Doug Chapin, a nationally prominent, independent elections analyst, writes at electionline.org that the common thread for Washington and the four other states that got a federal waiver was that all meet the test of providing at least 45 days for military and overseas voters to “receive, mark and return” their ballots.
“Less than 45 days meant no waiver.”
Washington and nine other states and territories requested waivers due to the short turnaround time between their late primaries and getting military and overseas ballots in the mail 45 days before the election.
In Washington’s case, some counties have feared they couldn’t meet a strict Sept. 18 deadline when the primary wasn’t certified until Sept. 7. A numbers of counties do expect to meet the deadline, but others will have until Oct. 3, a full month before the election. In any event, the alternative Washington plan that was approved by the Pentagon, the Department of Justice and the Federal Voting Assistance Program (FVAP) provides at least 51 days total transit time, from county election department out to the voter and back again.
Secretary of State Sam Reed, who says his office and the county elections community have long given high priority to serving our military and overseas voters, said Chapin’s comments underscore the point that seeking a waiver didn’t diminish the state’s commitment to soldiers and Washington voters who are abroad.
Reed, who has spent over 30 years in election administration, said:
“We exceed the new 45-day rule by allowing at least 51 days for military ballots to be received, marked and returned. We will work with the Legislature and Governor and our county partners to expand the transit time. Our goal is to be the most military-friendly elections community in the country.”
Chapin’s analysis says the reference in the new Military and Overseas Voter Empowerment Act (MOVE Act) to the 45-day rule is clear, but that it isn’t clear whether the timeclock is supposed to end on Election Day, or continue tolling as long as states continue to accept properly cast military and overseas ballots after the election. Washington, for instance, takes those ballots for three weeks after Election Day, until the final certification deadline that is required by state law.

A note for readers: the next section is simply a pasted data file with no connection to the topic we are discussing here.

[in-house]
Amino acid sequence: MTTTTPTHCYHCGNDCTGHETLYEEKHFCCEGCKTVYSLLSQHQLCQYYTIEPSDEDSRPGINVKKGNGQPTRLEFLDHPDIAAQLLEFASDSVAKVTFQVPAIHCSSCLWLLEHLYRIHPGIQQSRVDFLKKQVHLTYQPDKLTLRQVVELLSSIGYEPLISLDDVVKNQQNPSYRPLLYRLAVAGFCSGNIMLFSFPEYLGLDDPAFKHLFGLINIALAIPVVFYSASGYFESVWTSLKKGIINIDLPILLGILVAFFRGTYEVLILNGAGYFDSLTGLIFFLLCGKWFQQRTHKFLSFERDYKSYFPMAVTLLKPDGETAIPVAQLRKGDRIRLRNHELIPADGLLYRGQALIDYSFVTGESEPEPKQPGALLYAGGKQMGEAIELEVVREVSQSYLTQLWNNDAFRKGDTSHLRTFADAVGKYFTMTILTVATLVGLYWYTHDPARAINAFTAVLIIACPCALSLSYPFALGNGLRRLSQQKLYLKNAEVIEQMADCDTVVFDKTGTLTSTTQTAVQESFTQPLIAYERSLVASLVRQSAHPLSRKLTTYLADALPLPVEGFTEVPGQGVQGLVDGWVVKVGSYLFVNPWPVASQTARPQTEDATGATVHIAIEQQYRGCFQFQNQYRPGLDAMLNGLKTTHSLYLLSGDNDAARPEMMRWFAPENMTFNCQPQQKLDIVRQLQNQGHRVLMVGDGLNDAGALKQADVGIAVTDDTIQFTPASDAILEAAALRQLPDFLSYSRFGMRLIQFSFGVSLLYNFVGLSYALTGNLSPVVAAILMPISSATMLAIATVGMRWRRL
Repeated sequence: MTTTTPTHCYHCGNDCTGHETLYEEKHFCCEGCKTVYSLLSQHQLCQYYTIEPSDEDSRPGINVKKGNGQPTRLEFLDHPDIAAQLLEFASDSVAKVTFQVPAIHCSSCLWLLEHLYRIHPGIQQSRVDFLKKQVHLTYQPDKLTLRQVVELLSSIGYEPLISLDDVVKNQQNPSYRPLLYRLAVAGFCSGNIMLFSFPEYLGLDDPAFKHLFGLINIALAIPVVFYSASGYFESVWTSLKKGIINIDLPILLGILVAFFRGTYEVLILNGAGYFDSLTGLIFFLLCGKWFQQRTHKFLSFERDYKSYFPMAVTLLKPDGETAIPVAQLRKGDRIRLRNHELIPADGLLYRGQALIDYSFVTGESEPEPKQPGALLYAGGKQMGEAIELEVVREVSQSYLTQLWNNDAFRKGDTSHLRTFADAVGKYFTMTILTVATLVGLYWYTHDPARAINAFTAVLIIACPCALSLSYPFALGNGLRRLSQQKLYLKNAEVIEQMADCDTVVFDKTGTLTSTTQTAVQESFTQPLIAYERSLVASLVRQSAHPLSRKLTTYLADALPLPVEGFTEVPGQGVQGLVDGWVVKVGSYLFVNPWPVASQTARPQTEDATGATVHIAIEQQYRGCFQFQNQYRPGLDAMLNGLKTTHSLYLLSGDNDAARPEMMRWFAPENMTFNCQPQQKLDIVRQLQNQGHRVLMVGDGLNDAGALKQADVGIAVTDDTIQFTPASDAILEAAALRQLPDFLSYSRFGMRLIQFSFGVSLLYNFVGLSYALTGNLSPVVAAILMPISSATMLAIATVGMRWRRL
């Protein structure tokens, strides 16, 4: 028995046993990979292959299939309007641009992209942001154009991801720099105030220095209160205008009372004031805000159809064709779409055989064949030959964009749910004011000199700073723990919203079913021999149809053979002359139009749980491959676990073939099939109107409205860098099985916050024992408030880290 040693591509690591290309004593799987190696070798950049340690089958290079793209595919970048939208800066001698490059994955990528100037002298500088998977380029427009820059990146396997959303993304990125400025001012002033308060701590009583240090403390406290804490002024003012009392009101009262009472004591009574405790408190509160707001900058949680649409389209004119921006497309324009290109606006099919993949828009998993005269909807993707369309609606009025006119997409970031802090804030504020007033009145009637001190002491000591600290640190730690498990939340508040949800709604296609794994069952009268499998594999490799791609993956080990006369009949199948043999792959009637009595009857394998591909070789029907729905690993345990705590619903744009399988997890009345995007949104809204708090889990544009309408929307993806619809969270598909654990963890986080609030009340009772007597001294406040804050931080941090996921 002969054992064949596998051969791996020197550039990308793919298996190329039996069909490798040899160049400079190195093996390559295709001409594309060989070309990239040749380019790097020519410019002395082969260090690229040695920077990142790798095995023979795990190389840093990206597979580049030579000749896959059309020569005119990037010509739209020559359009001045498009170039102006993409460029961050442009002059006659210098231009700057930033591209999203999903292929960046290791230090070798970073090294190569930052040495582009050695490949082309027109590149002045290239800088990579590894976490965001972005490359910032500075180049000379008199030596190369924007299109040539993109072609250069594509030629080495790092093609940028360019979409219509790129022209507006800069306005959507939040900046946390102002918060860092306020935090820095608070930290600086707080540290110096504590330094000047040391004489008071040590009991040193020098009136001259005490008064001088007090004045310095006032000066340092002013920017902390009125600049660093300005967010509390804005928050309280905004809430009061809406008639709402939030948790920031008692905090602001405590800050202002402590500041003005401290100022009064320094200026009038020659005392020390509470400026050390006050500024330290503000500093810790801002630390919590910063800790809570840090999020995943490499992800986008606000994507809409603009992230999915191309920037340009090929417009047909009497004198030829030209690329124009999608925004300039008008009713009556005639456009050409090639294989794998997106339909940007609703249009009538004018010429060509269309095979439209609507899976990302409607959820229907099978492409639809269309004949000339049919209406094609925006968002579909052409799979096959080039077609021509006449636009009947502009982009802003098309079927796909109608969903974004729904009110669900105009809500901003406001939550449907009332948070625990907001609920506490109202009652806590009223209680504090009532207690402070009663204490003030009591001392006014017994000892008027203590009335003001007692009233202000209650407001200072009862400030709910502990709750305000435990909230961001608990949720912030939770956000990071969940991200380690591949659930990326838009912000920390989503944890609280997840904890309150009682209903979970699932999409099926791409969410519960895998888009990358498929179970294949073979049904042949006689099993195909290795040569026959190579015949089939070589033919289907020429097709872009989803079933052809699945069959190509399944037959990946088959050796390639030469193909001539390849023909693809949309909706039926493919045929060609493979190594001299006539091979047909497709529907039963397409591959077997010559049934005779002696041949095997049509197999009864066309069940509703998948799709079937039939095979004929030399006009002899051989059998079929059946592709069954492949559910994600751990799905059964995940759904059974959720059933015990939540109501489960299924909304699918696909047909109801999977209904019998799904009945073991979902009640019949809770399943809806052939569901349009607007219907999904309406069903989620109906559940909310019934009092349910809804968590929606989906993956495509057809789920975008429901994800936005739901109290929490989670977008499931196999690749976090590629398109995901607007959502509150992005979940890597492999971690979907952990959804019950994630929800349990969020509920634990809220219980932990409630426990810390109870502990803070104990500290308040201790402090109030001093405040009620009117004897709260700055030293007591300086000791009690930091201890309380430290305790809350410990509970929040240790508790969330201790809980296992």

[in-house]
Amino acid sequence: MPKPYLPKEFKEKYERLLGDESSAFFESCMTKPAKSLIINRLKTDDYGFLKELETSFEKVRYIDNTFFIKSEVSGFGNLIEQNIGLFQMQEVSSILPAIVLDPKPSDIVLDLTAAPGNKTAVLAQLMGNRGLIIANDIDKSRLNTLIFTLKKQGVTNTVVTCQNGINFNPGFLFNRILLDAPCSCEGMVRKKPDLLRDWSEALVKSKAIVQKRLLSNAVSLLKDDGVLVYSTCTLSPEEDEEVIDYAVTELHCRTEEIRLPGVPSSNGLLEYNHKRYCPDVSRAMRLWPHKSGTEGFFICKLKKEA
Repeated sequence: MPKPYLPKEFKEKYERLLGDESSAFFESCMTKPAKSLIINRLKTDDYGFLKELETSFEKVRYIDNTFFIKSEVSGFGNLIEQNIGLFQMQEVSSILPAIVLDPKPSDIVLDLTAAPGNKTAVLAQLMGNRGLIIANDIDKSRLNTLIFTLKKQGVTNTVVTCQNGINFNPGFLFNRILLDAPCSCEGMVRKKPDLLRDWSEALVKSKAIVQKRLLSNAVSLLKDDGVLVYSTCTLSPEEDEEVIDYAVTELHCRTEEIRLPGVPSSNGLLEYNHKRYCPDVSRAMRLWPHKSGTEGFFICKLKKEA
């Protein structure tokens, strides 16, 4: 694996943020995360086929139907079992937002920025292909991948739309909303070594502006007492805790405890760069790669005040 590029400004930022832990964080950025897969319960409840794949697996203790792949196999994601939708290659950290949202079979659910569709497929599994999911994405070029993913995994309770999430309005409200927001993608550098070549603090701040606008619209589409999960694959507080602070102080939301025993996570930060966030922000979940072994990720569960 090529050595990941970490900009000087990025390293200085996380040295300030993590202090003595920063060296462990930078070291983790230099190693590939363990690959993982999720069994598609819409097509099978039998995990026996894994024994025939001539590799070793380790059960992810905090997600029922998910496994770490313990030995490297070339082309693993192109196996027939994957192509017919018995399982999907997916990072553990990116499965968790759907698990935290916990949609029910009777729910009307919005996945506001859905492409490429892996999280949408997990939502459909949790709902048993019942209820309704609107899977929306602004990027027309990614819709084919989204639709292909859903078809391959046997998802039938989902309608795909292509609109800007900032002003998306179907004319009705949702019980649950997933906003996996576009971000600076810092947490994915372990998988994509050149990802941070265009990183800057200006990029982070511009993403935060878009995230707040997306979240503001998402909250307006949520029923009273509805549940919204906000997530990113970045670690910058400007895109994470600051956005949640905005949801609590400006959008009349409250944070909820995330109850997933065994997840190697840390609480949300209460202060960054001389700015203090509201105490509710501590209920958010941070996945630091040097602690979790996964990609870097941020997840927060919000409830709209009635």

“Reading through the individual memos in support of the decisions, one simple decision rule shines through: states that gave UOCAVA (Uniformed and Overseas Citizens Absentee Voting Act adopted by Congress 24 years ago) voters at least 45 days to receive, mark and return their ballots got a waiver; less than 45 days meant no waiver. Consider the following:
• Alaska – total time 36 days (21 before Election Day/15 after) – waiver denied
• Colorado – 40 days (32/8) – waiver denied
• District of Columbia – 39 days (29/10) – waiver denied
• Delaware – 45 days (45/0) – waiver granted
• Hawaii – 35 days (35/0) – waiver denied
• New York – 45 days (32/13) – waiver granted
• Rhode Island – 46 days (46/0) – waiver granted
• U.S. Virgin Islands – 40 days (30/10) – waiver denied
• Washington – 51 days (30/21) – waiver granted
• Wisconsin – 39 days (29/10) – waiver denied
What this means going forward is that 45 days appears to be the bright line between compliance and non-compliance for this provision under the MOVE Act. What isn‘t clear yet is whether states will get credit for allowing timely UOCAVA ballots to arrive after Election Day – or if this is only allowance for states that sought waivers. The 45-day period for the 2010 general election starts on Saturday, September 18 – and it will be interesting to see whether and how DoD and FVAP treat non-waiver jurisdictions that do not have UOCAVA ballots and information delivered on or before that date.”